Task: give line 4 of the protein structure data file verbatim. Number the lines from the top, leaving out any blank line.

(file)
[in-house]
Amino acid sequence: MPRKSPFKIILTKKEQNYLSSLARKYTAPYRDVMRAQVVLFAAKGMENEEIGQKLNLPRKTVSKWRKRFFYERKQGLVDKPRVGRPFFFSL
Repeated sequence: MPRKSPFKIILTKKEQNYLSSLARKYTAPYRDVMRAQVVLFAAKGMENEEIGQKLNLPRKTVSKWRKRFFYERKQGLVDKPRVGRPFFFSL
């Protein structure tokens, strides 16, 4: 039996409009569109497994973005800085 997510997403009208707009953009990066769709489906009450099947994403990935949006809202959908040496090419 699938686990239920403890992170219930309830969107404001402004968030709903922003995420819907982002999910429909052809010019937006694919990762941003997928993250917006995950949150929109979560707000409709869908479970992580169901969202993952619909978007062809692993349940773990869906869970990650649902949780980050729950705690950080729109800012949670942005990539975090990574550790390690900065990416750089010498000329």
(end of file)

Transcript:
């Protein structure tokens, strides 16, 4: 039996409009569109497994973005800085 997510997403009208707009953009990066769709489906009450099947994403990935949006809202959908040496090419 699938686990239920403890992170219930309830969107404001402004968030709903922003995420819907982002999910429909052809010019937006694919990762941003997928993250917006995950949150929109979560707000409709869908479970992580169901969202993952619909978007062809692993349940773990869906869970990650649902949780980050729950705690950080729109800012949670942005990539975090990574550790390690900065990416750089010498000329």